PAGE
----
I was fiercely covetous as a child, probably because, well, I was a child, and also because my parents were wise enough to never spend money on things that were simply unnecessary. Thankfully, as time passed, I naturally became more aware of the pettiness of material things, and became more satisfied with my life.

However, in recent years, the influx of social media, namely Facebook and Pinterest, I am bombarded and flooded daily by images of what my life should look like, and what I HAVE to have to be happy. The coveter in me has reared its nasty head back up and I feel as wanting as I did when I was 6, though now I covet refined things like Anthropology-type homes, fancy vacations, hipster toddler clothes, etc. Once a coveter, always a coveter.

And then I just find myself discontent. What is the problem in discontentment? Well, two things:

1) God hates it, because it shows that I am not fully satisfied with Him and what He has ordained for my life, and I don’t trust Him and His love for me.

2) It leads me to be cynical of the people who do have what I want.

There was one major realization though, that allowed me to exercise contentment:

The more I saw, the more I coveted.

So, there are two habits I practice to safeguard myself when I am tempted to covet.

1) I remind myself when I see something that makes me covet that what I see online is mostly an illusion. Sadly, people are not as happy as they look online, and naturally, we only pick and choose what everyone else sees. It’s not wrong…it’s just the fact that no one wants to see me mopping the floor or washing dishes in my PJ’s, and I’d prefer not to show anyone either. I saw a couple at a restaurant take pictures of their meals with their respective smart phones. The rest of the time, they were both just sitting there on their phones ignorant of the other partner. I’ve also seen moms take pictures of their kids at the park, and then just sit back down and play with their phones the rest of the time. What we see on our screens is a filter of a bigger, more complicated life.

2) I also realized that I DO have control over what is set before me. There is a button on Pinterest I’ve learned to love, and her name is “Unfollow Board.” Never seen her before? Well, you can recognize her because she looks like this:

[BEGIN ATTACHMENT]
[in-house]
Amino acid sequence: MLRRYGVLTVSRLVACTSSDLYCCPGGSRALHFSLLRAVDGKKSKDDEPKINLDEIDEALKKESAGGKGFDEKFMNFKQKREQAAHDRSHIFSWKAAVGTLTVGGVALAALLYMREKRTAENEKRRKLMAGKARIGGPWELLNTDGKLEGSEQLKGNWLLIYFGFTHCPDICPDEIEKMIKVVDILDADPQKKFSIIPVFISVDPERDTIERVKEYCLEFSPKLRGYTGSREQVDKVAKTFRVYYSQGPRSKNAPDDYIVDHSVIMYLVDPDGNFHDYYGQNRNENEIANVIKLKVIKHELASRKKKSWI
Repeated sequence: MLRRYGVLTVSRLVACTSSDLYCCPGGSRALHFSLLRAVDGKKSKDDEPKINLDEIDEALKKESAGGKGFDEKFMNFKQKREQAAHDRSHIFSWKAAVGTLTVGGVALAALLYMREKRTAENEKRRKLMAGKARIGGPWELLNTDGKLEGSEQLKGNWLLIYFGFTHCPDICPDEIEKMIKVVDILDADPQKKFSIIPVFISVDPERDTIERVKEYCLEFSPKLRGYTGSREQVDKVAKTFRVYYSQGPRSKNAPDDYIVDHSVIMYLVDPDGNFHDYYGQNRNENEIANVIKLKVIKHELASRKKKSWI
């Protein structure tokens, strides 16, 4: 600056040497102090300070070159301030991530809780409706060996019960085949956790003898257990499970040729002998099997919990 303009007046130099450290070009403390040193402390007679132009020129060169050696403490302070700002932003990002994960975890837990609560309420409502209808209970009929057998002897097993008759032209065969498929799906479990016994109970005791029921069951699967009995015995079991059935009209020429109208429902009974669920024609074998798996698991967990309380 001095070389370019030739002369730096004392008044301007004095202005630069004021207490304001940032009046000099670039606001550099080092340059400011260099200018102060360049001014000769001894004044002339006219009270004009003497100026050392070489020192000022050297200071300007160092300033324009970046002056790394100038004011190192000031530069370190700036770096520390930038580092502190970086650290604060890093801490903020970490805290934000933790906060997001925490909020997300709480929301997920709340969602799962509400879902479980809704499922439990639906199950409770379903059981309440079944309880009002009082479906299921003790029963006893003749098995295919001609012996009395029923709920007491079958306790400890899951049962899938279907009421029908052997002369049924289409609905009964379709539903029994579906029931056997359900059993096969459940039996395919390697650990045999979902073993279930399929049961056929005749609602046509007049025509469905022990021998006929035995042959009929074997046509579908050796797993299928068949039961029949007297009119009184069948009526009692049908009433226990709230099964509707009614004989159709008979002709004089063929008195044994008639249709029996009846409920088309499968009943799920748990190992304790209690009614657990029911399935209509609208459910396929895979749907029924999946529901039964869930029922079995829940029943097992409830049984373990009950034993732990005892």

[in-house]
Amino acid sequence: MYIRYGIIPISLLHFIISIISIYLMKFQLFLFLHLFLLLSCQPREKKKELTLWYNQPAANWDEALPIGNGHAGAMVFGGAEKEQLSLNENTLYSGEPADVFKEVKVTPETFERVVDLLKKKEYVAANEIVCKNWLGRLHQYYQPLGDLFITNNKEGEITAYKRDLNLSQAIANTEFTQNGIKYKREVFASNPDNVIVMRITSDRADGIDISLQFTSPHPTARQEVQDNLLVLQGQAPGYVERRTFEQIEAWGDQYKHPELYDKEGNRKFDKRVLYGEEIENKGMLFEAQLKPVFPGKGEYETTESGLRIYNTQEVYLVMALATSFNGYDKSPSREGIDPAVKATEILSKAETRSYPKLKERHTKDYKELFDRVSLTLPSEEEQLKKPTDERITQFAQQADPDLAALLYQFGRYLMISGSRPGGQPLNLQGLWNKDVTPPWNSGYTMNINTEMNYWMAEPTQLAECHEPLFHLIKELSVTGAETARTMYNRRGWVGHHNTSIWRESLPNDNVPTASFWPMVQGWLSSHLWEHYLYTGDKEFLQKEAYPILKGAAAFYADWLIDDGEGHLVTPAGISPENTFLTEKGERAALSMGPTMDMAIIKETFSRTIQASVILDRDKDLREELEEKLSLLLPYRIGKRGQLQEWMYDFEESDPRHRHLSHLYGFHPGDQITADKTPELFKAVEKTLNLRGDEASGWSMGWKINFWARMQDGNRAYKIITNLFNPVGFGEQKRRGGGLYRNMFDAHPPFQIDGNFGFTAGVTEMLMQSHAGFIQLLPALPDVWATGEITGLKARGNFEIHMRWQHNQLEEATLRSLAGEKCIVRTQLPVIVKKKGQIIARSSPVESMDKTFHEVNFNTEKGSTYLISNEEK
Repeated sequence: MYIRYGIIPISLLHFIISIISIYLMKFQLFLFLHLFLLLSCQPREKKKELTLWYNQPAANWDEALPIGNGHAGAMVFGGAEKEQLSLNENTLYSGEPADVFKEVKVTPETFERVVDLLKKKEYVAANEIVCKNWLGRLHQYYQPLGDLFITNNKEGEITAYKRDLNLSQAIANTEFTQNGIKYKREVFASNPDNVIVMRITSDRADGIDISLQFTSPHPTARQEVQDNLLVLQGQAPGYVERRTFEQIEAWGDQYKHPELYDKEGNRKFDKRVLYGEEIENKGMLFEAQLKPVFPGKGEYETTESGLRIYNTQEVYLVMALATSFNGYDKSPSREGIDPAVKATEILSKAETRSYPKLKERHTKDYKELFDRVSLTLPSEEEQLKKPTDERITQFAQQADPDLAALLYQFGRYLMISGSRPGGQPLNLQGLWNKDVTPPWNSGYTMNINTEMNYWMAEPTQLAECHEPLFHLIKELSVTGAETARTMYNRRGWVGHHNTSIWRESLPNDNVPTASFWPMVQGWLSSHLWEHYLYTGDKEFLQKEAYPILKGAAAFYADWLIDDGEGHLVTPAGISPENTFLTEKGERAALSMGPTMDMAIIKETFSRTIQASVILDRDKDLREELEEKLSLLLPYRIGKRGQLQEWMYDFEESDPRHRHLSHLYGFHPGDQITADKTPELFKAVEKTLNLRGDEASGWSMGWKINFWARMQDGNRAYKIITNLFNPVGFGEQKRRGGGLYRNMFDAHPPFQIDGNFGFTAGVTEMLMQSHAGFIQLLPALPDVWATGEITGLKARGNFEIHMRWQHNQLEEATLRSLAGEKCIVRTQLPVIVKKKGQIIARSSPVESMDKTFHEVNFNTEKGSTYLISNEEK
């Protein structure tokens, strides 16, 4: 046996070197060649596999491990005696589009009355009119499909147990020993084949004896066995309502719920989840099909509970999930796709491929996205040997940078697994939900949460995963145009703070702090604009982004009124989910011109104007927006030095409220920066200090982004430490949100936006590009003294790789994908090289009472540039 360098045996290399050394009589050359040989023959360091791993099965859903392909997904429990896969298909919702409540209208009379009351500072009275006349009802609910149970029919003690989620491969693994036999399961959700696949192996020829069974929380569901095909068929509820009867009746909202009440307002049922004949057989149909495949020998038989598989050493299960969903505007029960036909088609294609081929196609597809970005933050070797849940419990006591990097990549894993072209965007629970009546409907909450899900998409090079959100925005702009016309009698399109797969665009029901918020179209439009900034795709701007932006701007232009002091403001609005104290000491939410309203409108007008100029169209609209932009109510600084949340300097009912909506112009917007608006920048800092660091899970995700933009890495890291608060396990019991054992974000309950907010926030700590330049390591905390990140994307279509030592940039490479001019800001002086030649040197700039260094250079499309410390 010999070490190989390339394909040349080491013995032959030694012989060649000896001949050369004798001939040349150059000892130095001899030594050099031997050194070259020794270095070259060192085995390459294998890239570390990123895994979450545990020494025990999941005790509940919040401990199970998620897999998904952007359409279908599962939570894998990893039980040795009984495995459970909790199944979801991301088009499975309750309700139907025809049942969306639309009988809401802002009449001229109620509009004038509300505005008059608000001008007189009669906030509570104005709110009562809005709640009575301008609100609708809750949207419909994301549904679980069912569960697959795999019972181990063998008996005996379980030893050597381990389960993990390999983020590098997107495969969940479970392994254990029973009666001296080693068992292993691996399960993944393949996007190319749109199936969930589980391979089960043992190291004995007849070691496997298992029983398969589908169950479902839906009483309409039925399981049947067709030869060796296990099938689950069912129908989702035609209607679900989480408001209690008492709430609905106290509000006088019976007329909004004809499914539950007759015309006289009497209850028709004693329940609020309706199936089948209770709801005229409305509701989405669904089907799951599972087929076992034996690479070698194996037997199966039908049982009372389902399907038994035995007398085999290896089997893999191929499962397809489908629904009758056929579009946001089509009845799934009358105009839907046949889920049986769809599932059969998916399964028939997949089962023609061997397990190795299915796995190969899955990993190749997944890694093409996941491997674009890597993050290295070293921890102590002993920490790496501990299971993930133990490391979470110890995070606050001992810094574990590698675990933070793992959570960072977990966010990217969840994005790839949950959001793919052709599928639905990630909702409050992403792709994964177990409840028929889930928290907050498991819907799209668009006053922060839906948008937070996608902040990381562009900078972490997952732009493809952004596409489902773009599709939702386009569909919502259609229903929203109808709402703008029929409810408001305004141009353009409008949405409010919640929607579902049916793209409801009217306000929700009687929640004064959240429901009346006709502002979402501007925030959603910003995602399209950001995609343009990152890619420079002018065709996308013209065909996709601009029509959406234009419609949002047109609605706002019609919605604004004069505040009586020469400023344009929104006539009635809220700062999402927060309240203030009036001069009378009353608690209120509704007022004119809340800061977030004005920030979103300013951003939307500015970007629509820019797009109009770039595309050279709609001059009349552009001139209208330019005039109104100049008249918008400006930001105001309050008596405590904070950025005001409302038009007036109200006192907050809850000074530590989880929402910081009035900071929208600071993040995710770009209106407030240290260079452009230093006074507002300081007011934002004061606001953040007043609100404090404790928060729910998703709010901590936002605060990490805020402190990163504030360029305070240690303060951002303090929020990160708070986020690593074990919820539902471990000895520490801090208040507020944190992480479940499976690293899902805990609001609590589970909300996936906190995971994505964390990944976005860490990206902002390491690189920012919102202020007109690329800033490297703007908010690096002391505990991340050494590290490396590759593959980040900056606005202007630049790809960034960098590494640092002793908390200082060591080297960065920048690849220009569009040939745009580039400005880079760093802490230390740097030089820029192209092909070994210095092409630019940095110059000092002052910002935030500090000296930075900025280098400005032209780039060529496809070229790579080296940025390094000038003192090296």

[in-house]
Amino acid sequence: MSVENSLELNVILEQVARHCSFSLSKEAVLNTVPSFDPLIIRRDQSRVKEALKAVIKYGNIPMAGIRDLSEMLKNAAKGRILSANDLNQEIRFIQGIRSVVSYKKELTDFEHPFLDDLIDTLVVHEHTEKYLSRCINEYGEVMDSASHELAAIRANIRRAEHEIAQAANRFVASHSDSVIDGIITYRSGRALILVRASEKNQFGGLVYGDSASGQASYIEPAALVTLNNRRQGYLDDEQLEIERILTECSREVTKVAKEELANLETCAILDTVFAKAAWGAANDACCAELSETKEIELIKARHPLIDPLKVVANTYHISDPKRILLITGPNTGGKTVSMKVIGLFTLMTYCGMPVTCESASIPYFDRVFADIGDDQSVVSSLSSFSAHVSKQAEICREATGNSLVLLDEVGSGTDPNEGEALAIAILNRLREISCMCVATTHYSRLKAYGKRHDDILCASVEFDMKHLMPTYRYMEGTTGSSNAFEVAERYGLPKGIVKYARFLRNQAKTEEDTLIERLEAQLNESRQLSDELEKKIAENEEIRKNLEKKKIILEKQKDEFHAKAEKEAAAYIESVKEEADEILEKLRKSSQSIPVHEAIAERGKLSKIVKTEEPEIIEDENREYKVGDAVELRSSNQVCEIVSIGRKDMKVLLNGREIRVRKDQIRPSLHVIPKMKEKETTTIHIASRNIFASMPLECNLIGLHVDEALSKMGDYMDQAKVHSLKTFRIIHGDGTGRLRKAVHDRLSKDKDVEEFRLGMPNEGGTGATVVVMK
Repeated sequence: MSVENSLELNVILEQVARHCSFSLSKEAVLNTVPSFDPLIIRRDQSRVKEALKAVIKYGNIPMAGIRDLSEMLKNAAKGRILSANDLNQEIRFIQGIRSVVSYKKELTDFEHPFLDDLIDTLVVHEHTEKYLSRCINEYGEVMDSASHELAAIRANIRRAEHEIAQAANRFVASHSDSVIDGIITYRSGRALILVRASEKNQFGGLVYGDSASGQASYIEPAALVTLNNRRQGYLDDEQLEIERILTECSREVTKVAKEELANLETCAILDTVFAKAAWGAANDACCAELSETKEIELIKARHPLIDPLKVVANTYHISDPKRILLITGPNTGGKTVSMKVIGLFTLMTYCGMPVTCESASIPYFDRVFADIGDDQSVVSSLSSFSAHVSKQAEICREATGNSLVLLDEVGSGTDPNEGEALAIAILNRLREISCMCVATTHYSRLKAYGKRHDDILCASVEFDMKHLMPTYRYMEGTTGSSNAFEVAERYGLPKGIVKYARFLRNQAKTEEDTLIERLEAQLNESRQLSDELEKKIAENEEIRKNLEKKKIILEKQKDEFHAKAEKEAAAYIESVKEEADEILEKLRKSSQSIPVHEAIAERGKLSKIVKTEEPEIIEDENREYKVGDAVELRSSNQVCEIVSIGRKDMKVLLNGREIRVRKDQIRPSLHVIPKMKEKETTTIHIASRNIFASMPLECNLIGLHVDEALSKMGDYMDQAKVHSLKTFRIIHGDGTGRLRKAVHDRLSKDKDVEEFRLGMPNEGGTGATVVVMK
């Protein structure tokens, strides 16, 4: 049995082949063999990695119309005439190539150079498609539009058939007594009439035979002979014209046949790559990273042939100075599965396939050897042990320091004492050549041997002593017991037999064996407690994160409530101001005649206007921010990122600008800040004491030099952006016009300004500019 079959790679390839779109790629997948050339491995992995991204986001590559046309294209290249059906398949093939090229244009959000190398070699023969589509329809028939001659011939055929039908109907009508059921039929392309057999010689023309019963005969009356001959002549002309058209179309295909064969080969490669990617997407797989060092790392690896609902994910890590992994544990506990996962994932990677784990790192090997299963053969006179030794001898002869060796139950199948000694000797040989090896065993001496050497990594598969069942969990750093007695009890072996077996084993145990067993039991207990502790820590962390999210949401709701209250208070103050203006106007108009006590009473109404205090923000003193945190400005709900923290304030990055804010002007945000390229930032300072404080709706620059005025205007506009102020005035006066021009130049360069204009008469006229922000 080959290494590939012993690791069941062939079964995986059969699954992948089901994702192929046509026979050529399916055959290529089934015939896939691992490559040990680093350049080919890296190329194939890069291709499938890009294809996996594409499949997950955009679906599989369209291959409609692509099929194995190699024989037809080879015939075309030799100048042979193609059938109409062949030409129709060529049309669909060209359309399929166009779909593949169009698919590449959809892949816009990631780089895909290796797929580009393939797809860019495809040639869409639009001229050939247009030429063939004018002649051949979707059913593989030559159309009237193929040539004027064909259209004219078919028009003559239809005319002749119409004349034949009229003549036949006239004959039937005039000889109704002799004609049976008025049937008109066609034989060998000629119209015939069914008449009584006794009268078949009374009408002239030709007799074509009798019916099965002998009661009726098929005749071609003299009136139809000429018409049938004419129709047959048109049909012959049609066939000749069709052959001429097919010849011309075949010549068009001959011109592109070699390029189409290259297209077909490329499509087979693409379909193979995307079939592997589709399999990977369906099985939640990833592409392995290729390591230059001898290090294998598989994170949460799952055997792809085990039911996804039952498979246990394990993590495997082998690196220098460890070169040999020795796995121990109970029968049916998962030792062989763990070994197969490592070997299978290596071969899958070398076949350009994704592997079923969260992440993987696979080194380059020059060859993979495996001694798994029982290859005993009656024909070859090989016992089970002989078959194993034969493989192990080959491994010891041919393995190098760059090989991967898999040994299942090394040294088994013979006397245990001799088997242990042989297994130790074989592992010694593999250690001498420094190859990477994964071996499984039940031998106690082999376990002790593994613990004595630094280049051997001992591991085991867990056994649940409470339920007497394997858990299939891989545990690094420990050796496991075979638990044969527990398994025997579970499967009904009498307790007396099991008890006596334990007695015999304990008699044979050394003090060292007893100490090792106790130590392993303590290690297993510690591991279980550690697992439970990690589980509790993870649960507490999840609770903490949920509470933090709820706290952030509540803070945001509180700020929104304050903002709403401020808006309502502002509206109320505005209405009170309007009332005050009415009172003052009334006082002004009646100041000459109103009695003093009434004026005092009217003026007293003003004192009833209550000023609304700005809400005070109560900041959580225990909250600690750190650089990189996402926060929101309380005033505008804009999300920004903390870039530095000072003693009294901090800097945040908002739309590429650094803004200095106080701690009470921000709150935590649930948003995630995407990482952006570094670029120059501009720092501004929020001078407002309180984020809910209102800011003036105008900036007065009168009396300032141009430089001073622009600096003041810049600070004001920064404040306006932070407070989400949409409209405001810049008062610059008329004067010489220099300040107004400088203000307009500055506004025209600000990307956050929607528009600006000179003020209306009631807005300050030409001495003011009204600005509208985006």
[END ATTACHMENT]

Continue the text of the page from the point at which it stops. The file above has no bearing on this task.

Because I don’t need to wish my son’s birthday party will be better than your kids’, and I don’t need to think I need to be more fashionable, and I don’t need to be making Chocolate Chip Lava Cookies. (Mmmm…) There are people on Facebook that it wouldn’t kill me to unfriend.

Because the less I see, the less I covet.

I want to be satisfied with the life God has given me, with its perfect imperfections…and to be more satisfied with Christ Himself…because true contentment isn’t having what I want, but holding Christ as my highest treasure even if I have not.

A New Law

A New Law

by Derek Webb


Don’t teach me about politics and government
Just tell me who to vote for
And don’t teach me about truth and beauty
No, just label my music
And don’t teach me how to live like a free man
No, just give me a new law

I don’t wanna know if the answers aren’t easy
So just bring it down from the mountain to me

I want a new law
I want a new law
Just give me that new law

And don’t teach me about moderation and liberty
I prefer a shot of grape juice
And don’t teach me about loving my enemies
And don’t teach me how to listen to the Spirit
No, just give me a new law

I don’t wanna know if the answers aren’t easy
So just bring it down from the mountain to me

I want a new law
I want a new law
Just give me that new law

‘Cause what’s the use in trading a law you can never keep
For one you can that cannot get you anything
So do not be afraid

Do not be afraid…

Melt my Heart

Watching Casper and Dawnette become buddies is the sweetest thing to watch. Here are some pictures I caught…(excuse me for the mediocre “camera-phone” shots).


Avert your eyes if you are a neat-freak…because I let my kids play with a box of small plastic cups and bowls when I am cooking. It’s worth it, I tell you. Moms get it. (One negative side effect is it melts baby girls’ hands.)


…aaaand this is what usually happens about 5 seconds later…and Papa cleans it up when he comes home…


Sometimes, they just destroy.


This is one of the best parts of having 2 small ones. But fact: Casper is not having as much fun as Dawnette.


This is how Casper “kisses” his little sister. I like to think he’s just germ-conscious.


The kiss worked.


A 6 month old girl’s attention span = 22 month old boy’s attention span.


Just giving her a hand to speed things up.


Casper got jealous that Dawnette got a ponytail and he didn’t, so I did what any good mother would do… I mean, look how happy he is.

Here’s just a video of Dawnette when she was learning with crawl. Poor Cat has to deal with yet another fanatic baby.